Earth Hour – how to turn Fellows into ‘Doers’…

April 17, 2012 by
Filed under: Fellowship, Uncategorized 

Hermione Taylor FRSA is Founder of The DoNation, a sponsorship site that replaces cash with action, aiming to actively engage people in living more sustainably. She was one of the entrepreneurs in the RSA Social Enterprise Spotlight last year, receiving invaluable support which enabled The DoNation to survive and thrive through its first year. Hermione guest blogs here about the WWF’s recent Earth Hour, enabling a community of ‘Doers’ and the potential of the RSA Fellowship:

At 8.30pm one recent Saturday night, hundreds of millions of people, from teachers in Brazil to engineers in Kuwait, from Nelson Mandela to KT Tunstall, were all united in action.

What did they do? They turned their lights off.

It may not seem as heroic, emotive, or headline-grabbing as demonstrating in Tahrir Square or taking part in the #riotcleanup, but together these millions formed a truly global and united movement, symbolic both politically, personally, and visually.

Courtesy of Tristan FewingsWWF’s Earth Hour is an annual event when people and organisations from around the world join together and turn their lights out for one hour. Over the last five years it has become a great sign of just what can be achieved when people act together, at the same time as raising wider awareness of our impacts on this planet.

But as we all know, we now need more than just awareness raising; we need action for more than just one hour; and we need action beyond just a flicking of the switch.

Right on cue, WWF saw the opportunity to make more from Earth Hour this year, using it to inspire and encourage longer lasting and broader behaviour change through their recently launched I Will if You Will program.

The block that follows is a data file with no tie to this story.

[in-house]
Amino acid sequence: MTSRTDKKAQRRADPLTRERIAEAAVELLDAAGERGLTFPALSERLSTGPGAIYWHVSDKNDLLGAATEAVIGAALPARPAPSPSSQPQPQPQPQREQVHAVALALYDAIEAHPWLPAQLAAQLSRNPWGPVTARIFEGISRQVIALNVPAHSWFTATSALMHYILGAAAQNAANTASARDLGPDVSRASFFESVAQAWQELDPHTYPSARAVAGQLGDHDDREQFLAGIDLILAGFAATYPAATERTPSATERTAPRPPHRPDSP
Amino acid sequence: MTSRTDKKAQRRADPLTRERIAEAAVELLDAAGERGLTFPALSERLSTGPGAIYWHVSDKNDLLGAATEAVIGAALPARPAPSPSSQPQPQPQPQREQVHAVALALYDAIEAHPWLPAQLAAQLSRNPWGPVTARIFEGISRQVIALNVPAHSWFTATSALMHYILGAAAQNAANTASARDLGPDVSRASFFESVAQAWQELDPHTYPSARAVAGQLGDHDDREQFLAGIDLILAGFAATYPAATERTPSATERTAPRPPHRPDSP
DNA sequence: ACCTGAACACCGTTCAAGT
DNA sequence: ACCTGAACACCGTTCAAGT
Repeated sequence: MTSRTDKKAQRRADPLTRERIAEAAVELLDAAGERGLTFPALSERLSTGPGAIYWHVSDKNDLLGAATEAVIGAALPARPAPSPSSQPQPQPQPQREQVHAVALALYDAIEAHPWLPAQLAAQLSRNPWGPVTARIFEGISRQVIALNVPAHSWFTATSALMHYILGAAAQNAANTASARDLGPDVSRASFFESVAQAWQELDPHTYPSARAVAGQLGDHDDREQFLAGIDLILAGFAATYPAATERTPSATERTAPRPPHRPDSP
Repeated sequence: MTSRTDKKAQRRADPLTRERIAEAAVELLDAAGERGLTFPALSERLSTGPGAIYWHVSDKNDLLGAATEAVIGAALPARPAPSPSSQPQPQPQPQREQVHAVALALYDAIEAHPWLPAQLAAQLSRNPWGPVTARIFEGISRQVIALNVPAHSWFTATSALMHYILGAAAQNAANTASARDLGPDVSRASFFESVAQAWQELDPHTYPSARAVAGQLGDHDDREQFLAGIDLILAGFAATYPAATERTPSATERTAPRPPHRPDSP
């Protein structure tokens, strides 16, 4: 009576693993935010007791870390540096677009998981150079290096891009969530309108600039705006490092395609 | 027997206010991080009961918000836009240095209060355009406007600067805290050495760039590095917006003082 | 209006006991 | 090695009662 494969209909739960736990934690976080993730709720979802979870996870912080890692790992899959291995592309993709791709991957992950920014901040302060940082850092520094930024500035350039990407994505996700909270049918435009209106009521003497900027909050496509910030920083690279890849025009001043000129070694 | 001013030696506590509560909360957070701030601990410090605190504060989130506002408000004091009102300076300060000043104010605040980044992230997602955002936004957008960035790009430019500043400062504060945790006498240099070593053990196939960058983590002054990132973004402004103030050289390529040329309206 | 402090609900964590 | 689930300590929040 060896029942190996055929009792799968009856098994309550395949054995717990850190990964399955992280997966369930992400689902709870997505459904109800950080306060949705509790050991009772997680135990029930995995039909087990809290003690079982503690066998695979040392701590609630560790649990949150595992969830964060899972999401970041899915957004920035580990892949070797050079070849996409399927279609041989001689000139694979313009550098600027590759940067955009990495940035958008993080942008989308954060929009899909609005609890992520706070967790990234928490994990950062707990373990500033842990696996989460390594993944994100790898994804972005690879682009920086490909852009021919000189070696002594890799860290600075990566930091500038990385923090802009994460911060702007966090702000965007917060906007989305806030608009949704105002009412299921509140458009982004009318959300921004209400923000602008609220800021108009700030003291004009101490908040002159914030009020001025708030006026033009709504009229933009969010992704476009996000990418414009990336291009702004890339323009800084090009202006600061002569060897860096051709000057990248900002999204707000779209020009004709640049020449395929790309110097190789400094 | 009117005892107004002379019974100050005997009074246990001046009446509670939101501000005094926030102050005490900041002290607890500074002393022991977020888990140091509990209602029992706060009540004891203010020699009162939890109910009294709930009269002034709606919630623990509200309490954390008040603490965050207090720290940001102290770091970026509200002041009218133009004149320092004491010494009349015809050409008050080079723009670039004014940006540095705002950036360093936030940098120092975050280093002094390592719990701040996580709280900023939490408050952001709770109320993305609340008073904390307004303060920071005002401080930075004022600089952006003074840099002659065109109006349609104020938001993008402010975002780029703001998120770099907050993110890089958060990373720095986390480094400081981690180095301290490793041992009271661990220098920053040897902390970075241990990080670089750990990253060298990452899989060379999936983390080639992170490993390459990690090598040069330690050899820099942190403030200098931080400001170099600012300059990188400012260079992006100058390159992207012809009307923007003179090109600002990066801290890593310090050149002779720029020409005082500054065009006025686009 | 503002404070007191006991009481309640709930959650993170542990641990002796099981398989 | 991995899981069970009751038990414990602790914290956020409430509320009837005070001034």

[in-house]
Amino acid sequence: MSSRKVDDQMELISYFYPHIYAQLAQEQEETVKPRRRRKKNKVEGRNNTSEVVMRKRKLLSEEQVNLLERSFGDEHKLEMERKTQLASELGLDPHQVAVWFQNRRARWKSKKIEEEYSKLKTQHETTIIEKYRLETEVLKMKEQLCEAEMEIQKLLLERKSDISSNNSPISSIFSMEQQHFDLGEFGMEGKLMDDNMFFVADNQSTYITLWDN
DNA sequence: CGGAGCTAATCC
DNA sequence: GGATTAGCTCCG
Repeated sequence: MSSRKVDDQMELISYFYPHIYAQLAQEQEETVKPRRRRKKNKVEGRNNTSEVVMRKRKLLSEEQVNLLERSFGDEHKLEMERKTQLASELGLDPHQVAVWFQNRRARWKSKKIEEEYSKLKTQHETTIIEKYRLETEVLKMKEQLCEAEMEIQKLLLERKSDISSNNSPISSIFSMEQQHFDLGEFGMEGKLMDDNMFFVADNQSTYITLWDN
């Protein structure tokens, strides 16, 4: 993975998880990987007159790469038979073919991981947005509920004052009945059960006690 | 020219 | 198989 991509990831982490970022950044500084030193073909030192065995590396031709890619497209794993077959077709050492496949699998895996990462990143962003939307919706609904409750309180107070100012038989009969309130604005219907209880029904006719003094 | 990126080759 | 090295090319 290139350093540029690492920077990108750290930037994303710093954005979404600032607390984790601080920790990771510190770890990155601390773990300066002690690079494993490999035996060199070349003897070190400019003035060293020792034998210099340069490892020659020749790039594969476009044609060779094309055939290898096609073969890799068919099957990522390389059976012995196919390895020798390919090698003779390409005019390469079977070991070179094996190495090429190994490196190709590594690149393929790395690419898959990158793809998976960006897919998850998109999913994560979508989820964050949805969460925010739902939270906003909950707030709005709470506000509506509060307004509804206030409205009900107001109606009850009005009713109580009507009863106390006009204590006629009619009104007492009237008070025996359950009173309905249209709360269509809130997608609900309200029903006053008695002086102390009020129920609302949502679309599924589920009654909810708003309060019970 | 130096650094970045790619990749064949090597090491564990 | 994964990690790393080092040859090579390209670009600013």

Given the clear overlap with my work on The DoNation, I was naturally intrigued to see how they were going to tackle the knotty and troublesome issue of environmental behaviour change.

The idea behind I Will if You Will is to incentivise and inspire individuals to take action beyond the hour of Earth Hour using dares and challenges.

I was surprised when I first saw that they’d set such ambitious targets, but I wasn’t surprised to see that none of them had been met. After all, ‘Dunbar’s numbersuggests that no matter what culture or continent we reside in, each of us has about 150 acquaintances, and only 15 good friends who we can strongly influence. This is also backed up in practice by The DoNation, where the average number of sponsors achieved by any one Doer is a reasonably close 14.1.  Bearing a bit of social learning theory in mind, how on earth could one individual hope to influence 10,000 others through one simple ‘dare’?

So I was completely taken aback yesterday when I saw that many of the challenges had reached their targets, totalling a staggering 200,000 actions in just a matter of weeks.

Has Dunbar’s number been thrown into disarray?  And have I been barking up completely the wrong tree with all my work on The DoNation, reaching 1/100th of this scale in almost 12 months?